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1.1 Background of the Study
In 1981, a new syndrome, the acquired immune deficiency syndrome (AIDS), was first recognised in the United States. By 1983, the etiological agent, the human immunodeficiency virus (HIV), has been identified. By the mid-1980’s, it has become clear that the virus had spread, largely unnoticed, throughout most of the world.
Countries of the world can be divided into categories based on infection rate:
Low: Where HIV infection may have existed for years, but it has never spread to significant levels in any sub-population. Recorded infection is largely confined to individuals with higher risk behaviour.
Concentrated: Where HIV has spread rapidly in a defined sub-population, but is not well established in the general population. The epidemic state suggests active networks of risk within the sub-population. And the further course of the epidemic is determined by the frequency and nature of links between highly infected sub-populations and the general population.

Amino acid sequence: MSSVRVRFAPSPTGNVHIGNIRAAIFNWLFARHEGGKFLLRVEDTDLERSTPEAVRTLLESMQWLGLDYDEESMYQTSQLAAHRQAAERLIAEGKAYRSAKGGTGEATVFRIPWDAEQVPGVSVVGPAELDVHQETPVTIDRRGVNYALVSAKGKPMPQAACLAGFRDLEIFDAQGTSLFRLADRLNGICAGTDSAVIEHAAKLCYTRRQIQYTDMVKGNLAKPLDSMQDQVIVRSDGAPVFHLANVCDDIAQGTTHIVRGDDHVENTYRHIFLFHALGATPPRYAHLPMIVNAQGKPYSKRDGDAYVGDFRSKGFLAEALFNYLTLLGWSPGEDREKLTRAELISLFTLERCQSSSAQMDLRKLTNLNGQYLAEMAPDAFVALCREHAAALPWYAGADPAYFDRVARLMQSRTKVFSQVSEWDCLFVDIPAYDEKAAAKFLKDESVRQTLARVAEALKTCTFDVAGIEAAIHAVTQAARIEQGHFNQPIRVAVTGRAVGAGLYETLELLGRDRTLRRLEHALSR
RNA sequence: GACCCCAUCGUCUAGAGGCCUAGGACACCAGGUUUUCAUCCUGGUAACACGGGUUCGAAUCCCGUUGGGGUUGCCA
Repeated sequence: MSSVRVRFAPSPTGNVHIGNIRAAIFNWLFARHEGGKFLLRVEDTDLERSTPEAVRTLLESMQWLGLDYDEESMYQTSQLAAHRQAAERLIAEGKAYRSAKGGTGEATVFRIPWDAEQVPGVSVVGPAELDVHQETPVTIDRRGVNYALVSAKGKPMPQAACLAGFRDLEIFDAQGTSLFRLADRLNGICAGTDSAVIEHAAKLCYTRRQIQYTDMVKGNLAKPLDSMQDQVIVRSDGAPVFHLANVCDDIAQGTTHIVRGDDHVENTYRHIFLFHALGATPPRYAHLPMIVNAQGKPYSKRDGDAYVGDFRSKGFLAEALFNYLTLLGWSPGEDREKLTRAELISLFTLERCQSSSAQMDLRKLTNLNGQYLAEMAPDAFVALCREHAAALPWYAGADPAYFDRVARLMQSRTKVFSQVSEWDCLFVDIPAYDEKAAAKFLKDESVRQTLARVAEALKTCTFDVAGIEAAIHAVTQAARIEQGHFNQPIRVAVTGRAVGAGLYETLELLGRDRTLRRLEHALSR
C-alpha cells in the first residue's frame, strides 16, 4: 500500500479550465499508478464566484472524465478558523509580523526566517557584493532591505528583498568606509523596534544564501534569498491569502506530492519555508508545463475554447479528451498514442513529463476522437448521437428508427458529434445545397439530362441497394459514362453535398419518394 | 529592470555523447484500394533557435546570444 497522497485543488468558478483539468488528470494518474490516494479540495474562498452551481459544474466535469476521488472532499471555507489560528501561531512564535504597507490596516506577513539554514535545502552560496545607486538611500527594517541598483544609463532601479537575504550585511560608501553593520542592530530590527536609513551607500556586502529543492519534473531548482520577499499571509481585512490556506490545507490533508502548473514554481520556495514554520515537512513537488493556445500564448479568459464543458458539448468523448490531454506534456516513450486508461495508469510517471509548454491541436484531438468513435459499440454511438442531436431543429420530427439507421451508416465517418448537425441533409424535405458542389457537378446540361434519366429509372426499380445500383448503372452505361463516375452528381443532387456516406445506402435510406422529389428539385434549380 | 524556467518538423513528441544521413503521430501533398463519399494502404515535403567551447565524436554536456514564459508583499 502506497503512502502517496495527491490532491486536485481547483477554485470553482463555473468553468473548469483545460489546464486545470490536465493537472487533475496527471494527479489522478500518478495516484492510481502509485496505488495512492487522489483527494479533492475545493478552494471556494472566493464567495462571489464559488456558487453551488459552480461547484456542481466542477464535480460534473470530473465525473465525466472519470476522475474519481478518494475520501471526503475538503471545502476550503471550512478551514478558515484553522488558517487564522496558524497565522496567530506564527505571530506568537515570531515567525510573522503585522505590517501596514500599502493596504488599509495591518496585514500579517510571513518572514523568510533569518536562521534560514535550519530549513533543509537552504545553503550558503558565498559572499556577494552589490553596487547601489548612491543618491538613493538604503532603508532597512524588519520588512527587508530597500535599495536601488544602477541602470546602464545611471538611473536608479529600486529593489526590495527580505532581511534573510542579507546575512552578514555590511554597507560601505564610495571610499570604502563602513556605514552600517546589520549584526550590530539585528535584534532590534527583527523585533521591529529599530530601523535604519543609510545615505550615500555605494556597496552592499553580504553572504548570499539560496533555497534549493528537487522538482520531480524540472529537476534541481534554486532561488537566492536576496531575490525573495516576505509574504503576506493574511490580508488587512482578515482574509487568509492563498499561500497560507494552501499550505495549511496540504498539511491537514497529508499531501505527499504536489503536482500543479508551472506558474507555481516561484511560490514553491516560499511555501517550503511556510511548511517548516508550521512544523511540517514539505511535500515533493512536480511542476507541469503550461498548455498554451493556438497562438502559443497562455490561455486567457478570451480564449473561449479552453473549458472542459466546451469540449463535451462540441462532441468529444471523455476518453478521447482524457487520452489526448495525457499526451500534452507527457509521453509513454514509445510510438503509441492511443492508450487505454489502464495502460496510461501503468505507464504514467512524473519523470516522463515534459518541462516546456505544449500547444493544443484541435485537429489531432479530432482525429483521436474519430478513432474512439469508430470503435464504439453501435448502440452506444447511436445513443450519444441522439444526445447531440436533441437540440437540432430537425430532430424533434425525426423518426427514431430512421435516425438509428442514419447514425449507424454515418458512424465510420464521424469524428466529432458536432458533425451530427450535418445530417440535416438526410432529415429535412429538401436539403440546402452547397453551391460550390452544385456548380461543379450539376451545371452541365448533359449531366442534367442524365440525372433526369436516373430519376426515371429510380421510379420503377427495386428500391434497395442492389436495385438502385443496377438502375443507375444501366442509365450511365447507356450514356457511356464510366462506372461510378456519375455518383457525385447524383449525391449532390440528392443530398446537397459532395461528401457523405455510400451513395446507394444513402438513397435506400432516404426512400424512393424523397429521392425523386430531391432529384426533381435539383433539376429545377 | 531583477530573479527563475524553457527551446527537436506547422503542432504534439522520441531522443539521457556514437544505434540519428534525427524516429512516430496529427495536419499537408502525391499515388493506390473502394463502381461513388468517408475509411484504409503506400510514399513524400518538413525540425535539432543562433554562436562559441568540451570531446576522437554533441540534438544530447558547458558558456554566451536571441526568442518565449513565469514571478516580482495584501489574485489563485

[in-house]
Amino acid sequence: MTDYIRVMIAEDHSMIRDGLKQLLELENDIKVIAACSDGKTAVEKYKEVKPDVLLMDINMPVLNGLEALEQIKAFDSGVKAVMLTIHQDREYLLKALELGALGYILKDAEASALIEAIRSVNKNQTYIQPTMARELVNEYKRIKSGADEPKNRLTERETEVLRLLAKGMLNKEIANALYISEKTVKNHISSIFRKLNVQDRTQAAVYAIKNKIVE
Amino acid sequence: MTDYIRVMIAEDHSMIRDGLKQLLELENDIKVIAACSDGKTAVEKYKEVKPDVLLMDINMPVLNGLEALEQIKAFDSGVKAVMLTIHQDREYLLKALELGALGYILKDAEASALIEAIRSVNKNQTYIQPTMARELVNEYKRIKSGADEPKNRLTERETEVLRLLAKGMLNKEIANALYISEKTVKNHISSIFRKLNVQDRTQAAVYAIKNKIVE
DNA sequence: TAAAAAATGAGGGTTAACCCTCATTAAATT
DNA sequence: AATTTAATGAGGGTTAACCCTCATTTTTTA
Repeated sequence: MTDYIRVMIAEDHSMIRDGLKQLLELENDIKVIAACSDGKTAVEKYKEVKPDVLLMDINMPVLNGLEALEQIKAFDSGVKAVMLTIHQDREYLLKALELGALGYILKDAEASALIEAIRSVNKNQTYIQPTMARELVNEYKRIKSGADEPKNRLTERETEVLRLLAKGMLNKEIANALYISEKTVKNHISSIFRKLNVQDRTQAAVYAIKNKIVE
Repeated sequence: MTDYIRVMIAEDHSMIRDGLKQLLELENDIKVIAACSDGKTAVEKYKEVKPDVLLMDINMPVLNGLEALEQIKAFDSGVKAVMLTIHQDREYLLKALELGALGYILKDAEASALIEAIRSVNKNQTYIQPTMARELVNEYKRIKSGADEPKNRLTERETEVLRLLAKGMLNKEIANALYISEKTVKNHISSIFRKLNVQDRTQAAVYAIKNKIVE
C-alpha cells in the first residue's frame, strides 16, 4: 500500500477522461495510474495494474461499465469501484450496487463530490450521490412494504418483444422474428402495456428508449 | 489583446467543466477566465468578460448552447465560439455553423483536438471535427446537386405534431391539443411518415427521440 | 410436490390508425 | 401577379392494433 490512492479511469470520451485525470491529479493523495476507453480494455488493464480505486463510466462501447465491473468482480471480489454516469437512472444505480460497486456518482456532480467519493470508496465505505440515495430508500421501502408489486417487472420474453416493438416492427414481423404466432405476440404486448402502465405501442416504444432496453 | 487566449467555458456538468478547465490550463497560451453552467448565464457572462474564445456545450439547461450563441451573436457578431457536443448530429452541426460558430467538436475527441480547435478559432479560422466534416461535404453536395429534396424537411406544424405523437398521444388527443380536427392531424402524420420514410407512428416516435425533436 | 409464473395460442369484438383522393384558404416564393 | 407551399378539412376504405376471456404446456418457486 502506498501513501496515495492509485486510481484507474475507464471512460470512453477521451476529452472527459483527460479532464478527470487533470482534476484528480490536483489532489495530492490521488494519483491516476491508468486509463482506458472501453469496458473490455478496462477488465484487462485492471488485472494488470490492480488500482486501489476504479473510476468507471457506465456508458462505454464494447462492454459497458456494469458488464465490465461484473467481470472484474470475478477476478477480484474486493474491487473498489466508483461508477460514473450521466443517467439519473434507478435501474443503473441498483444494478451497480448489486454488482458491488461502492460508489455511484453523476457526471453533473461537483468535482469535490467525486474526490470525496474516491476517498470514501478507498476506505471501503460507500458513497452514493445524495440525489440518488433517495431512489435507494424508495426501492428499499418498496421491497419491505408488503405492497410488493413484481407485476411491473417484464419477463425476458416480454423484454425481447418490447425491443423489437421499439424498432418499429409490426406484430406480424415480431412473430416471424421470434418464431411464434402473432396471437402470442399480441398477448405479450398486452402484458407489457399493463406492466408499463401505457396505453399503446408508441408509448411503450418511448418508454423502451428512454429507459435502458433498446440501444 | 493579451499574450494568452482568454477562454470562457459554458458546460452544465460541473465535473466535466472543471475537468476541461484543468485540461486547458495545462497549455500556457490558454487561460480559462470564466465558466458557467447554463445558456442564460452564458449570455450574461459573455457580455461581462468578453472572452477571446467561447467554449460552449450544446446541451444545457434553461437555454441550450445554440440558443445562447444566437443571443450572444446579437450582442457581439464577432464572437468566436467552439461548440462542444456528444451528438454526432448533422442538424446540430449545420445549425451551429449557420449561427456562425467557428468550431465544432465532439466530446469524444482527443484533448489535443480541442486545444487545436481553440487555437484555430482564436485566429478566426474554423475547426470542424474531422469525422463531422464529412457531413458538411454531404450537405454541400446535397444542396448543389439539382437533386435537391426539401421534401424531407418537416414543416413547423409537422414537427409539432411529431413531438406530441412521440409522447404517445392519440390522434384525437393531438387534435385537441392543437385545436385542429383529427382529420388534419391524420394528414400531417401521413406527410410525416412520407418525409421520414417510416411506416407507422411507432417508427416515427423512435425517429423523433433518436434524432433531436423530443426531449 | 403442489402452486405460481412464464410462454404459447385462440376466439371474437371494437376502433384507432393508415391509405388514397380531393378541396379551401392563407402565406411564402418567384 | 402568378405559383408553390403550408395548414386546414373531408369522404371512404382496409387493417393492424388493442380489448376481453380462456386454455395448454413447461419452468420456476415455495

Generalised: In generalised epidemic, HIV is firmly established in the general population. Although sub-populations at high risk may continue to contribute disproportionately to the spread of HIV (UNAIDS and WHO, 2003:3).
Nigeria is classified as generalised. As at the end of 2009, about 33.3 million persons were estimated to be infected with HIV globally. Of these, 22.5 million (i.e. 68% of the global total) were in the Sub-Saharan Africa, and about 2.98 million in Nigeria. Thus, Nigeria has the second highest number of people living with HIV in the world after South Africa (UNAIDS, 2010).
The first two cases of HIV and AIDS in Nigeria were identified in 1985 and were reported at an international AIDS conference in 1986. In 1987 the Nigerian health sector established the National AIDS Advisory Committee, which was shortly followed by the establishment of the National Expert Advisory Committee on AIDS (NEACA).
At first the Nigerian government was slow to respond to the increasing rates of HIV transmission and it was only in 1991 that the Federal Ministry of Health made their first attempt to assess Nigeria’s AIDS situation (Kanki and Adeyi, 2006). The results show that about 1.8 percent of the population of Nigeria was infected with HIV. And subsequent surveillance reports (Sofo and Toni, 2003; NACA, 2007) revealed that during the 1990’s HIV prevalence was 3.8% in 1993, 4.5% in 1996, 5.8% in 2001, 5.0% in 2003 and 4.4% in 2005. This trend is shown in figure 1.1 below
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